Earlier this month, retail analyst Charles Grom of Sterne Agee initiated coverage on troubled department store operator J.C. Penney Company, Inc. (NYSE:JCP) with a buy rating and a $23 price target, which is about 30% above its recent trading range. Grom bases his valuation on a long-term view that J.C. Penney could generate EPS of $2 by 2017. That implies that J.C. Penney would more or less replicate its adjusted EPS of $2.16 from 2010, before the company’s recent turmoil.
Grom’s bullish call on J.C. Penney Company, Inc. (NYSE:JCP) is refreshingly courageous; most Wall Street analysts tend to be overly focused on short-term results, rather than long-term trends. By contrast, Grom is clearly focused on long-term opportunities at J.C. Penney, not short-term sales or profit results.
Unfortunately, even from a long-term perspective, there’s not much to like about J.C. Penney. The company was already under pressure before its missteps under Ron Johnson. The mid-price department store segment is not a great place to do business these days, as Sears Holdings Corporation (NASDAQ:SHLD) can attest. Moreover, J.C. Penney has taken on billions of dollars in new debt to fund its capital expenditures and operating losses, adding over $100 million of annual interest payments.
Regaining the $5 billion in sales that it has lost over the last six quarters could take more time than the company can spare, raising the likelihood of an eventual bankruptcy restructuring. As a result, investors should be very wary of this stock.
Transformation gone awry
Ron Johnson was hired two years ago in order to transform J.C. Penney Company, Inc. (NYSE:JCP) because the department store concept was going stale and financial results were starting to go sideways. In the last year of CEO Mike Ullman’s previous tenure — Ullman was recently brought back as CEO, just a year and a half after his ouster — the company posted a dismal 0.2% comparable-store sales gain.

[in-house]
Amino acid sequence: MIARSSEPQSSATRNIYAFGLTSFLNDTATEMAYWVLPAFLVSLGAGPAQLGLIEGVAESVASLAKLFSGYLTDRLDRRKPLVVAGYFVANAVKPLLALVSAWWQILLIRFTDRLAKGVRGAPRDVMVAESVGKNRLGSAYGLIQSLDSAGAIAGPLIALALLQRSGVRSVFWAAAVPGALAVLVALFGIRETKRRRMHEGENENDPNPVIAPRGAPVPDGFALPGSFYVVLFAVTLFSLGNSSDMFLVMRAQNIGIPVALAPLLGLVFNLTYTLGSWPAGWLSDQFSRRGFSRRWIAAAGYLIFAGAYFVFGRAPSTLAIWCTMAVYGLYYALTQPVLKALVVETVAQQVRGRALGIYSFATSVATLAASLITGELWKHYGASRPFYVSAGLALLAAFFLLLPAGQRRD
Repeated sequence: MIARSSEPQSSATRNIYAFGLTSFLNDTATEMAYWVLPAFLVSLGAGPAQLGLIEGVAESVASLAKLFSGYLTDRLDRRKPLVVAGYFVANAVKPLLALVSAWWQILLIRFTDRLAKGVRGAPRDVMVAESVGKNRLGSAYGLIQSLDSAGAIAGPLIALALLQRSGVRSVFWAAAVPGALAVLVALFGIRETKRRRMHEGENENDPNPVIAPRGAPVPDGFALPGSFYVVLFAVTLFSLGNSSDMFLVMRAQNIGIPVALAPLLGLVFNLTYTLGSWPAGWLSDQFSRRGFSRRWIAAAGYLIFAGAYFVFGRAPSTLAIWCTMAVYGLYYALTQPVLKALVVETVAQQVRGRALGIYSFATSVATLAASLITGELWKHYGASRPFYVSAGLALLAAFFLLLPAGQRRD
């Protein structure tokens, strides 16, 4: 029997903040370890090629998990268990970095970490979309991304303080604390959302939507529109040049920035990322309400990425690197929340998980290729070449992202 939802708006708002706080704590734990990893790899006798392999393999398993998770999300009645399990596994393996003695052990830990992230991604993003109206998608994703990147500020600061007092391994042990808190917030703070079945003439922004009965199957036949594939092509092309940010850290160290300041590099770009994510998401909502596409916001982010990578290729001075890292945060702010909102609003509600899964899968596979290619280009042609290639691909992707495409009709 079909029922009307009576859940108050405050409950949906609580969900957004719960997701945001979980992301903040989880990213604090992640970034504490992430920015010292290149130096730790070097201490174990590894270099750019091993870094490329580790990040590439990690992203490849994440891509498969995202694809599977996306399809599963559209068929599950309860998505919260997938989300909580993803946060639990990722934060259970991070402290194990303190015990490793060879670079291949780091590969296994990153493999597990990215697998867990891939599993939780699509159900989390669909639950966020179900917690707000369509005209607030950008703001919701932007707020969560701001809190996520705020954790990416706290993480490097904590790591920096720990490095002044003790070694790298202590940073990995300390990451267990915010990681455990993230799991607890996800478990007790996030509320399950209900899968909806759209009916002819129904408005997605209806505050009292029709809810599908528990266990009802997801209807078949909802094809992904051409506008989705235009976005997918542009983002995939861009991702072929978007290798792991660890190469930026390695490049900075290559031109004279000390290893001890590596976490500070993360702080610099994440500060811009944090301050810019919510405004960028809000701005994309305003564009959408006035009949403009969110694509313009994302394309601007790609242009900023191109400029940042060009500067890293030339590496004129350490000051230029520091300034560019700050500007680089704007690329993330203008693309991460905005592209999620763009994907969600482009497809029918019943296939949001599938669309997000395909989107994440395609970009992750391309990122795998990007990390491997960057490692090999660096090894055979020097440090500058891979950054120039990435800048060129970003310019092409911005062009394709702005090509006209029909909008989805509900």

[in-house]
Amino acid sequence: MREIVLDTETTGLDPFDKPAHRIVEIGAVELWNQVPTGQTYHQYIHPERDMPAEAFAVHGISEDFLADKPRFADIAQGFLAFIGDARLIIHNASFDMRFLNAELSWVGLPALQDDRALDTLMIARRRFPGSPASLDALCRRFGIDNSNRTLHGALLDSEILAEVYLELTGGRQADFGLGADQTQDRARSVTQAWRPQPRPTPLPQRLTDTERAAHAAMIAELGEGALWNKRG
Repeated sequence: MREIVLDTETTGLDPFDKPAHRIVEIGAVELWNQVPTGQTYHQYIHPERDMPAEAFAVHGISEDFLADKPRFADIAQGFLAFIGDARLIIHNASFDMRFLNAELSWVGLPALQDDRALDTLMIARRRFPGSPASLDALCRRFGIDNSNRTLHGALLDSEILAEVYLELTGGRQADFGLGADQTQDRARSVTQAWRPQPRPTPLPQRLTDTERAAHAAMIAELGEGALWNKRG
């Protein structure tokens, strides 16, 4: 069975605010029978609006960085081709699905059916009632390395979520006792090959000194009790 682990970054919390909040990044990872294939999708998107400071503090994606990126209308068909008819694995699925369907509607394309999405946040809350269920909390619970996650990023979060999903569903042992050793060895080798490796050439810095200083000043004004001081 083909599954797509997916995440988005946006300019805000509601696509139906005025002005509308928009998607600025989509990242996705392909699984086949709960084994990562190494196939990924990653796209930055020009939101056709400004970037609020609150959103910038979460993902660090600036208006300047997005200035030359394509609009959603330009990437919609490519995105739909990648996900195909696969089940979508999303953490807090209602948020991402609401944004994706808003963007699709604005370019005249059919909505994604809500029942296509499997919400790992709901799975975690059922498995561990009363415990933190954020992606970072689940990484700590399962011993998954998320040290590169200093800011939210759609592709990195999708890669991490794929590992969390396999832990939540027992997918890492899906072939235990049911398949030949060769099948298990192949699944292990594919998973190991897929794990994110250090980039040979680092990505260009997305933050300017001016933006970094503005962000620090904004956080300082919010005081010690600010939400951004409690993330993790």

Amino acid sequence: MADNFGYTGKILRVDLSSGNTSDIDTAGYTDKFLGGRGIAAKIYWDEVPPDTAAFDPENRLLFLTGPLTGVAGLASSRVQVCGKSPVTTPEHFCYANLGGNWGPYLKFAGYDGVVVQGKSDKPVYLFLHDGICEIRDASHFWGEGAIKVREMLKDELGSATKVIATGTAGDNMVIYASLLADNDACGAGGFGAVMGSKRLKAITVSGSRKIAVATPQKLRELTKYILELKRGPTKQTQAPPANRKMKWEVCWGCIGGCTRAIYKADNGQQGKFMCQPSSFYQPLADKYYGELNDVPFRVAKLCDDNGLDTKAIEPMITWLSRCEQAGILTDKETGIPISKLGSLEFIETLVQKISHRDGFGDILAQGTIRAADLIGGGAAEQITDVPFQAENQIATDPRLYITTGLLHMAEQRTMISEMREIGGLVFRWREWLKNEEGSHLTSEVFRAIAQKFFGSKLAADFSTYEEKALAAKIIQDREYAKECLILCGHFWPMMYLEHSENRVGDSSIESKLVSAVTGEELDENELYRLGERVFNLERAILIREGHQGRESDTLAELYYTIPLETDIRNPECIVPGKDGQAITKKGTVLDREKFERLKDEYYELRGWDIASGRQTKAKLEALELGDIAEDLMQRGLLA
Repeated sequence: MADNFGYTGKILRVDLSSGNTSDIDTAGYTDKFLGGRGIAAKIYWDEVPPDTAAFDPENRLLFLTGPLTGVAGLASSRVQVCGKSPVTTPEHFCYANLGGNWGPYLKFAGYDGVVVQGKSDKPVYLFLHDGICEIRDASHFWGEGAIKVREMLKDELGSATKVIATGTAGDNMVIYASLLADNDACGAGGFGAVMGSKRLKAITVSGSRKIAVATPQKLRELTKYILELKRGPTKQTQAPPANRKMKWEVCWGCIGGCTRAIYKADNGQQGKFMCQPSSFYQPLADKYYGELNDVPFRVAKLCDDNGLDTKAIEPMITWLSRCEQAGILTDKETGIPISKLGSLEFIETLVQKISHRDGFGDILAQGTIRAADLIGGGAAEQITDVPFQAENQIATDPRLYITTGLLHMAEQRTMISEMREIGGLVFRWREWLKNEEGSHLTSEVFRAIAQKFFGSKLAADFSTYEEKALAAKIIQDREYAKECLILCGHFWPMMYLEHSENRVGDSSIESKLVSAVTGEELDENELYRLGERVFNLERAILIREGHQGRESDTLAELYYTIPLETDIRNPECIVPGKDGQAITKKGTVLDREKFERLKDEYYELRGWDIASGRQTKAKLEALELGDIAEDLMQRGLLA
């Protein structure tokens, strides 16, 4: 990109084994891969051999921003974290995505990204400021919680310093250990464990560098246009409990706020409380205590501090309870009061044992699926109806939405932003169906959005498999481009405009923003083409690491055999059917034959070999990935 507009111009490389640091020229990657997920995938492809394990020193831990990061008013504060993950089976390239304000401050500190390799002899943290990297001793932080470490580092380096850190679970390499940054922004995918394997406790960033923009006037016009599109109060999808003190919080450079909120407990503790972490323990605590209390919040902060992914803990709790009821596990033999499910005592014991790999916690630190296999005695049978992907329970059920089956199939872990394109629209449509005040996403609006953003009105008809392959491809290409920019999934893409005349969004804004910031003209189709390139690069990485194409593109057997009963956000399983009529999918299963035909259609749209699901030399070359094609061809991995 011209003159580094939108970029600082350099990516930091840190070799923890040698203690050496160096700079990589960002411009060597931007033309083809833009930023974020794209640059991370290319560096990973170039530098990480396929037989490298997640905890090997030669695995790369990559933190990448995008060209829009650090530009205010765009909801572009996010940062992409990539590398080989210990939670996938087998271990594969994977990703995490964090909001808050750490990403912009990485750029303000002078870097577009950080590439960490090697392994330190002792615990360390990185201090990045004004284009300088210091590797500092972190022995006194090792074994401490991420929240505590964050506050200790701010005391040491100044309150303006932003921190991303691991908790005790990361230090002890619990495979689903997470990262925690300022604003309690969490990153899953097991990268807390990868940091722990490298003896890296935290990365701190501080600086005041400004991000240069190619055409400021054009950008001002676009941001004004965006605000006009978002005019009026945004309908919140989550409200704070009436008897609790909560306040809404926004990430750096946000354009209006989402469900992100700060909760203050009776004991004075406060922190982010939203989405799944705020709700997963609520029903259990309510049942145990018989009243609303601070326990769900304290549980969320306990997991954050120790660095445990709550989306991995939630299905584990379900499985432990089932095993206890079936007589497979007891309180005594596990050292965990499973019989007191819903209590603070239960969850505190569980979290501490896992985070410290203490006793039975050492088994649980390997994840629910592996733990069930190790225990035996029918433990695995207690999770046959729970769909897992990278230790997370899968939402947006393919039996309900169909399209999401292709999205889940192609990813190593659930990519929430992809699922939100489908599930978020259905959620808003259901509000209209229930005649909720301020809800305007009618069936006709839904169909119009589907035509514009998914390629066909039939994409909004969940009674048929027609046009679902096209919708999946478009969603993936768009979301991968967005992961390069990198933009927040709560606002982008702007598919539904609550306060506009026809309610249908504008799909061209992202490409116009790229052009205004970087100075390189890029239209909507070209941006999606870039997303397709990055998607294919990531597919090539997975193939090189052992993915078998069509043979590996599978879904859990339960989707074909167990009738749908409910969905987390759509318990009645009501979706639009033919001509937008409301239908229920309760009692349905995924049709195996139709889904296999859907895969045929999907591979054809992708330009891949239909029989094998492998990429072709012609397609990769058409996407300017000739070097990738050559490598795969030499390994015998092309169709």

The external environment has not improved since then, while J.C. Penney has gone into a tailspin; the company lost more than $1.5 billion before taxes last year. Moreover, J.C. Penney’s performance has continued to slide year to date. While analysts expect sales to improve and losses to narrow later this year, the company’s full-year loss will probably be similar to its 2012 results.
To regain its level of sales from 2010 — the last time the company earned more than $2 per share — J.C. Penney Company, Inc. (NYSE:JCP) will need to increase its revenue by 43% beyond its expected 2013 total. In order to accomplish that task by 2017, J.C. Penney would need to achieve a compound annual sales growth rate of more than 9%! Even the most successful department stores today are not growing that quickly.
To some observers, it appears that J.C. Penney Company, Inc. (NYSE:JCP) should be able to get back to $17 billion or $18 billion in annual sales, because the company “only” has to win back the customers it lost last year. In reality, J.C. Penney’s task is not so simple. Sears Holdings Corporation (NASDAQ:SHLD) has seen its domestic comparable-store sales sink every year for the past decade. Total revenue peaked at $53 billion in 2006, but has plunged to less than $40 billion last year.
Weak results in one year have not made it easier for Sears to “recapture” revenue in later years. While Sears lost 25% of its revenue over six years and J.C. Penney lost that much in just one year, the two situations are quite similar. Time has passed these retailers by, and it’s unrealistic to hope for more than modest sales growth going forward.
A short lease on life
J.C. Penney Company, Inc. (NYSE:JCP) recently closed on a $2.25 billion term loan with Goldman Sachs Group, Inc. (NYSE:GS). This gives the company much-needed liquidity, but longer term, this deal looks more likely to be an anchor than a solution for J.C. Penney. The loan will reportedly bear interest at LIBOR plus 5 percentage points, with a LIBOR floor of 5%. Thus, the interest rate will be a minimum of 6%, meaning that J.C. Penney will be on the hook for annual interest payments of $135 million.